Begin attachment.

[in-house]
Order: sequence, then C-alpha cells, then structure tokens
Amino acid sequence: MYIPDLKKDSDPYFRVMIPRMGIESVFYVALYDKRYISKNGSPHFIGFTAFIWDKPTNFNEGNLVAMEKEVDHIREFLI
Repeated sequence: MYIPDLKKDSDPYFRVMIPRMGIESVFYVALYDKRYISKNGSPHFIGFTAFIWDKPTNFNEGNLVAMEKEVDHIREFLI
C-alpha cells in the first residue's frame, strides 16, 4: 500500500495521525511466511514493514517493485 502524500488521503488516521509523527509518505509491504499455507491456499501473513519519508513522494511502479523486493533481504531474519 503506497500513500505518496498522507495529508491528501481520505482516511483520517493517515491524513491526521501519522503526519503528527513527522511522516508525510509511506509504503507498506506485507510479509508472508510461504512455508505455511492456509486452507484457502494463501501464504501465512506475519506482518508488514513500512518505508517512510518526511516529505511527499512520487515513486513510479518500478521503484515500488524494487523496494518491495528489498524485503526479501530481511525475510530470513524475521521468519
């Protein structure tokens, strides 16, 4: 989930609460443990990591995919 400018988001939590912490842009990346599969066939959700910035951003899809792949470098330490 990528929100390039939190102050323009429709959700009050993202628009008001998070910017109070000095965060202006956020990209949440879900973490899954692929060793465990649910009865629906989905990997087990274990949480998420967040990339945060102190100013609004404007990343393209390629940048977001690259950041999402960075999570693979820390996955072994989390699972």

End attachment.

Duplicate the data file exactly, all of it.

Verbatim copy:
[in-house]
Order: sequence, then C-alpha cells, then structure tokens
Amino acid sequence: MYIPDLKKDSDPYFRVMIPRMGIESVFYVALYDKRYISKNGSPHFIGFTAFIWDKPTNFNEGNLVAMEKEVDHIREFLI
Repeated sequence: MYIPDLKKDSDPYFRVMIPRMGIESVFYVALYDKRYISKNGSPHFIGFTAFIWDKPTNFNEGNLVAMEKEVDHIREFLI
C-alpha cells in the first residue's frame, strides 16, 4: 500500500495521525511466511514493514517493485 502524500488521503488516521509523527509518505509491504499455507491456499501473513519519508513522494511502479523486493533481504531474519 503506497500513500505518496498522507495529508491528501481520505482516511483520517493517515491524513491526521501519522503526519503528527513527522511522516508525510509511506509504503507498506506485507510479509508472508510461504512455508505455511492456509486452507484457502494463501501464504501465512506475519506482518508488514513500512518505508517512510518526511516529505511527499512520487515513486513510479518500478521503484515500488524494487523496494518491495528489498524485503526479501530481511525475510530470513524475521521468519
């Protein structure tokens, strides 16, 4: 989930609460443990990591995919 400018988001939590912490842009990346599969066939959700910035951003899809792949470098330490 990528929100390039939190102050323009429709959700009050993202628009008001998070910017109070000095965060202006956020990209949440879900973490899954692929060793465990649910009865629906989905990997087990274990949480998420967040990339945060102190100013609004404007990343393209390629940048977001690259950041999402960075999570693979820390996955072994989390699972």